Athlete's foot

Athlete's foot is a common condition of peeling skin on the feet caused by afungal infection that results in the skin becoming itchy, sore, cracked, andpeeling. Athlete's foot (also known as foot ringworm) is so common that mostpeople will have at least one episode during their lifetime. The disease canbe treated, but it can be tenacious and difficult to clear up completely.

Athlete's foot is caused by a the fungi Trichophyton rubrum, T. mentagrophytes, and Epidermophyton floccosum. These fungi live exclusively on dead body tissue (hair, the outer layer of skin, and nails), and grow best in moist, damp, dark places with poor ventilation. The infection occurs most often between the fourth and fifth toes.

Symptoms of athlete's foot include itchy, sore skin on the toes, with scaling, cracking, inflammation, and blisters. Blisters that break, exposing raw patches of tissue, can cause pain and swelling. As the infection spreads, itching and burning may get worse.

If it's not treated, athlete's foot can spread to the soles of the feet and toenails. Stubborn toenail infections may appear with crumbling, scaling and thickened nails, and nail loss. The infection can spread further if patients scratch and then touch themselves elsewhere (especially in the groin or underthe arms). It's also possible to spread the infection to other parts of the body via contaminated bed sheets or clothing.

Many people carry the athlete's foot fungi on their skin. However, these fungi will only grow to the point of causing athlete's foot if conditions are right. Many people believe athlete's foot is highly contagious, especially in public swimming pools and shower rooms. Research has shown, however, that it isdifficult to pick up the infection simply by walking barefoot over a contaminated damp floor. Exactly why some people develop the condition and others don't is not well understood.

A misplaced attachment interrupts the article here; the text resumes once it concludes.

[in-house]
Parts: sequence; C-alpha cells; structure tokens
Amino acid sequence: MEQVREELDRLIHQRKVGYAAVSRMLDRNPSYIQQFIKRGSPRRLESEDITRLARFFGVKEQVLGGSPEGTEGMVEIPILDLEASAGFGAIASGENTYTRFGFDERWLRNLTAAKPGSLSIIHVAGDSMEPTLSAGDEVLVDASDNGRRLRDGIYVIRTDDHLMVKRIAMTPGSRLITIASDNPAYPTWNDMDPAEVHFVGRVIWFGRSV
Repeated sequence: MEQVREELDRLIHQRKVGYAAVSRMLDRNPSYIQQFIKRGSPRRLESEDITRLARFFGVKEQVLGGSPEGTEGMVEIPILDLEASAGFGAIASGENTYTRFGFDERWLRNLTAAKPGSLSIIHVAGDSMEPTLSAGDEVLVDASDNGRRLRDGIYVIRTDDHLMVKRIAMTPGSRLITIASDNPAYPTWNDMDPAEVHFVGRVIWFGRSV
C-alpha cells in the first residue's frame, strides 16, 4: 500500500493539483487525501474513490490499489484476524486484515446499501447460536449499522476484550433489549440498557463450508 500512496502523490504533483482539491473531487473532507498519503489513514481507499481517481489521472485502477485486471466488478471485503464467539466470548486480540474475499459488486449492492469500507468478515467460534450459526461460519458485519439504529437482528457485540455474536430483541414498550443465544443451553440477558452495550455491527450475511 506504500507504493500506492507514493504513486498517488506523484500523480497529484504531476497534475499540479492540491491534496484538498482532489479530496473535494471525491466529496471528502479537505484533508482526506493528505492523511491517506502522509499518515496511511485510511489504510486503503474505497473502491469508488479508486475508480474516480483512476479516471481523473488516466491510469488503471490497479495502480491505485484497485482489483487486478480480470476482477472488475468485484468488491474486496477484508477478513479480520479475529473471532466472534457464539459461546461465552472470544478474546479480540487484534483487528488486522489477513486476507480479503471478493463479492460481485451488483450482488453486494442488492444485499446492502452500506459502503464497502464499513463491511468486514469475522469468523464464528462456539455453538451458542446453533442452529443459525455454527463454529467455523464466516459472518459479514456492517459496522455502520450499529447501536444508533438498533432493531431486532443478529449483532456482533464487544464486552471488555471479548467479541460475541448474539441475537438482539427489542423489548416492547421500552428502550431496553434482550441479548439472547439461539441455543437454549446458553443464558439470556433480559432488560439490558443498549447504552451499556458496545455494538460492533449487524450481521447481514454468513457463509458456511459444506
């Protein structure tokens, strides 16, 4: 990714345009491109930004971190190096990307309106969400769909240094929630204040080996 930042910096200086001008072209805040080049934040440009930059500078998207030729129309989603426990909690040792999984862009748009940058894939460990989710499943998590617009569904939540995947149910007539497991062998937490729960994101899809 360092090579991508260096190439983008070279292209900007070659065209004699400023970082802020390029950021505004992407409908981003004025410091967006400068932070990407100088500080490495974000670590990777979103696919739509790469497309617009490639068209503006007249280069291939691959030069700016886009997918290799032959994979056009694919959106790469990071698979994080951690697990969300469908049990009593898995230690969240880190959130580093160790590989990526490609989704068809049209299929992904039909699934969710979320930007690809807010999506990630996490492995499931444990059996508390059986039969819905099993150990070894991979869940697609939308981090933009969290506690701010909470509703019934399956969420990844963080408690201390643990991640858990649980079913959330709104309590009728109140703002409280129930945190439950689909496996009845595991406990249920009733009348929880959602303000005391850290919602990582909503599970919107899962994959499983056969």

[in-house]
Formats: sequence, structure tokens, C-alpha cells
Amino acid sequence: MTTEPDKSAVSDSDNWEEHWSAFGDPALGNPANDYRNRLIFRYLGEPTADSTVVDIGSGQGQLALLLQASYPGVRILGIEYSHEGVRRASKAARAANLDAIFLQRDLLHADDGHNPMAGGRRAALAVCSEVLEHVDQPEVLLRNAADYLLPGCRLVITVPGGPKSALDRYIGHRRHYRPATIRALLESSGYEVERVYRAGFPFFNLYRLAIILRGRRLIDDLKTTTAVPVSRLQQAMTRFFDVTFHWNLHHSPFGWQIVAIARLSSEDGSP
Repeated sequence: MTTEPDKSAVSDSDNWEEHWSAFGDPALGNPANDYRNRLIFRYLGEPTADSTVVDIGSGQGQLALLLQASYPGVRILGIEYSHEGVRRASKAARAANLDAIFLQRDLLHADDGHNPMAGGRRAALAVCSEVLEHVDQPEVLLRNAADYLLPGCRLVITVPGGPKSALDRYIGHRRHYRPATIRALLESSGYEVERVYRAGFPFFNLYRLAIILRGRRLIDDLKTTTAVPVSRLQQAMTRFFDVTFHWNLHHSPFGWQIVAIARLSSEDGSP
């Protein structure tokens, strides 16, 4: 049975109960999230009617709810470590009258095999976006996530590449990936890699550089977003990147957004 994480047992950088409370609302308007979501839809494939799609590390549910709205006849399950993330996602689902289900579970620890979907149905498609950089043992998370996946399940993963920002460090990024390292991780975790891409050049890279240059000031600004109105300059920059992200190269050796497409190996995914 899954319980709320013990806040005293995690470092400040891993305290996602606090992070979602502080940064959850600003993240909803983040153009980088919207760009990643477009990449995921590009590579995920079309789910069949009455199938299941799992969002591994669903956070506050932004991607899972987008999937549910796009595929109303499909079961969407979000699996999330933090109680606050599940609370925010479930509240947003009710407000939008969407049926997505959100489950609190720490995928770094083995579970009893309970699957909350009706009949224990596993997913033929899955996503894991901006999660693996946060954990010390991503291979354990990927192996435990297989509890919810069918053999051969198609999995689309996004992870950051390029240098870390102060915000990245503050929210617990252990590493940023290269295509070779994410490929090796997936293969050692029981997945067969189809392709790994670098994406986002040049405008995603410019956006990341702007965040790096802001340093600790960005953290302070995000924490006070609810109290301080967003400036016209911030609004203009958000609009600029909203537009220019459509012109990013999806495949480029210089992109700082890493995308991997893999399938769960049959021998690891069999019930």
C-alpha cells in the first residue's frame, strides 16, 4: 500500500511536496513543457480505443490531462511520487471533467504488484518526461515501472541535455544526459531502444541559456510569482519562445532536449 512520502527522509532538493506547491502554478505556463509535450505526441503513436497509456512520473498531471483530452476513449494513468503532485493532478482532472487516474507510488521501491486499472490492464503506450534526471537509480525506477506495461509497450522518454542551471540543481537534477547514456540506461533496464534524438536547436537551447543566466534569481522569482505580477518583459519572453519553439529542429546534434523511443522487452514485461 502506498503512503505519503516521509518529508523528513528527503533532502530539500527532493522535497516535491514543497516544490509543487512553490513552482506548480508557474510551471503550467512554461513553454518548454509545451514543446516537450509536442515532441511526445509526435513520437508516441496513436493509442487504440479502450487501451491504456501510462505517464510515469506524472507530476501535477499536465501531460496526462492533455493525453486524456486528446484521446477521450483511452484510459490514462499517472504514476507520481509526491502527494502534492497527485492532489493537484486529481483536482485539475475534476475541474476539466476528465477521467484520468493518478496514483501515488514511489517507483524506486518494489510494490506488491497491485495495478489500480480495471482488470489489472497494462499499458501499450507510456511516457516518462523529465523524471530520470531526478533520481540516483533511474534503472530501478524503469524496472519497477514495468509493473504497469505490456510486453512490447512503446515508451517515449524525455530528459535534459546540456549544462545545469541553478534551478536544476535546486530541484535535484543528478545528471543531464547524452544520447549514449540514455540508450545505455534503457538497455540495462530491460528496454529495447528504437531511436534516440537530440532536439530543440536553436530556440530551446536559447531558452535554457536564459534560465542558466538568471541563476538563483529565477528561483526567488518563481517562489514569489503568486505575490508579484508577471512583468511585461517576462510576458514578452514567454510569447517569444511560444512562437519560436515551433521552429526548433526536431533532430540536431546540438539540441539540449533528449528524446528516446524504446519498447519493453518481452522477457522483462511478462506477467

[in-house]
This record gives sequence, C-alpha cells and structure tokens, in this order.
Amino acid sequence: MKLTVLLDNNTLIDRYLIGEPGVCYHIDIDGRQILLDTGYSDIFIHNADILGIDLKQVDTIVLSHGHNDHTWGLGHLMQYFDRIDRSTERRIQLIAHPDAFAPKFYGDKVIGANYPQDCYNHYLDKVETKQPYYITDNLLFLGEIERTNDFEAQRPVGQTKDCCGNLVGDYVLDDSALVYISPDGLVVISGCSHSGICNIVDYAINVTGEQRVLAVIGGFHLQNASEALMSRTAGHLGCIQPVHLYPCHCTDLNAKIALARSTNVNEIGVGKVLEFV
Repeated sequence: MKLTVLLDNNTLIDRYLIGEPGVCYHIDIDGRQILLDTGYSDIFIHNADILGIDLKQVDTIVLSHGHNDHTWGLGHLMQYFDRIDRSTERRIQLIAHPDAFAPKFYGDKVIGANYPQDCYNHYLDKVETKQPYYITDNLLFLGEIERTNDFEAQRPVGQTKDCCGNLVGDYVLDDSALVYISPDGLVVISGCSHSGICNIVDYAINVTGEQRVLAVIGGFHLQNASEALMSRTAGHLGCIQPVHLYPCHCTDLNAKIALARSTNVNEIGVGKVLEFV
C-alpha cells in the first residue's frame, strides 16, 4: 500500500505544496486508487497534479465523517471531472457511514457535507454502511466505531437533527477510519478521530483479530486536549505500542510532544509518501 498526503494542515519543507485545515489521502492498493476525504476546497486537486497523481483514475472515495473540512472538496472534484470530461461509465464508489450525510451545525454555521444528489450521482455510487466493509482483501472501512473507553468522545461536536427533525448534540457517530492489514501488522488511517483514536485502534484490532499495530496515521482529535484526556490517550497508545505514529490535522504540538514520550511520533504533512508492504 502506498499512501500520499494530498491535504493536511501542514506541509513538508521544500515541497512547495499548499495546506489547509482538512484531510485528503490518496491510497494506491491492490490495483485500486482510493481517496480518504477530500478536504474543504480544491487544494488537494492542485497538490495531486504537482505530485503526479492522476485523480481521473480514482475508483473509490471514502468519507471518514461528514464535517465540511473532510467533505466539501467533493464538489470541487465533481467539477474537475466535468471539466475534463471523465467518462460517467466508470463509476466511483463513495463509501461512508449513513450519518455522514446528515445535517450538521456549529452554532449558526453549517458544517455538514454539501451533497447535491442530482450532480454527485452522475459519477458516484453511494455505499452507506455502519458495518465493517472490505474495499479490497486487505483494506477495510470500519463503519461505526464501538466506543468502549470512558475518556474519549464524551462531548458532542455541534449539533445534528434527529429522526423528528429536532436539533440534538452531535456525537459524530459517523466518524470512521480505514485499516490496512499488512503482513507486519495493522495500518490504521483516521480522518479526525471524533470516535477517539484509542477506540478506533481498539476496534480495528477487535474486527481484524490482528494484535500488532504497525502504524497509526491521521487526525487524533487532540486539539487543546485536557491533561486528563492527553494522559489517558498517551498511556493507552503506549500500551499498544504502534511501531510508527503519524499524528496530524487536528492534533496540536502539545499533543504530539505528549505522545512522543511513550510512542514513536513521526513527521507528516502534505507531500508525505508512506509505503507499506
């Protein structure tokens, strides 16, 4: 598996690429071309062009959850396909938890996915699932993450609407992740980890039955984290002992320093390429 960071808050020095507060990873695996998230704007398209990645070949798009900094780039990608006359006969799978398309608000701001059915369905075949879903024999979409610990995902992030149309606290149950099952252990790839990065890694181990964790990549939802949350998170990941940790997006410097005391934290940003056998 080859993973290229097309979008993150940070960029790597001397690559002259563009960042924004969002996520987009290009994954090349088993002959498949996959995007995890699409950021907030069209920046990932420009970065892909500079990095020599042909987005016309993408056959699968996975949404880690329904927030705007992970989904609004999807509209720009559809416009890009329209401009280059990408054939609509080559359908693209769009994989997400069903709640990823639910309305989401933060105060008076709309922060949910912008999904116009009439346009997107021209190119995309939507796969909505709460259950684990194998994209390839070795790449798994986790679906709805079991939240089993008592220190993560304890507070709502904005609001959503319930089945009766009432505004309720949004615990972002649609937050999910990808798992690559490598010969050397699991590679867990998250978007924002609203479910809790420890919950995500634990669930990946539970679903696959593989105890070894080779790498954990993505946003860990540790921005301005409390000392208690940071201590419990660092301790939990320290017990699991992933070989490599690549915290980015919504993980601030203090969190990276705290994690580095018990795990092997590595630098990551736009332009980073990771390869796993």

Sweaty feet, tight shoes, synthetic socks that don't absorb moisture, a warmclimate, and not drying the feet well after swimming or bathing, all contribute to the growth of the fungi.

Not all foot rashes are athlete's foot, which is why a physician should diagnose the condition before any remedies are used. Using nonprescription products on a rash that is not athlete's foot could make the rash worse.

A dermatologist diagnoses the condition by physical examination and by examining a preparation of skin scrapings under a microscope. This test, called a KOH preparation, treats a sample of tissue scraped from the infected area withheat and potassium hydroxide (KOH). This treatment dissolves certain substances in the tissue sample, making it possible to see the fungi under the microscope.

Athlete's foot may be resistant to medication and should not be ignored. Simple cases usually respond well to antifungal creams or sprays (clotrimazole, ketoconazole, miconazole nitrate, sulconazole nitrate, or tolnaftate). If theinfection is resistant to treatments placed directly on the skin, the doctormay prescribe oral antifungal drugs. Untreated athlete's foot may lead to a secondary bacterial infection in the skin cracks.

Alternative medical treatments may be appropriate for treating athlete's foot. A footbath containing cinnamon has been shown to slow down the growth of certain molds and fungi, and is said to be very effective in clearing up athlete's foot. Other herbal remedies used externally to treat athlete's foot include a foot soak or powder containing goldenseal (Hydrastis canadensis),tea tree oil (Melaleuca spp.), or calendula (Calendula officinalis) cream to help heal cracked skin.

Athlete's foot usually responds well to treatment, but it is important to useall medication as directed, even if the skin appears to be free of disease.Otherwise, the infection could return. The toenail infections that may accompany athlete's foot, are typically very hard to treat effectively

Good personal hygiene and a few simple precautions such as drying feet thoroughly, avoid tight shoes, shoes worn without socks, wearing bathing shoes in public bathing or showering areas, and using a good quality foot powder can help prevent athlete's foot.

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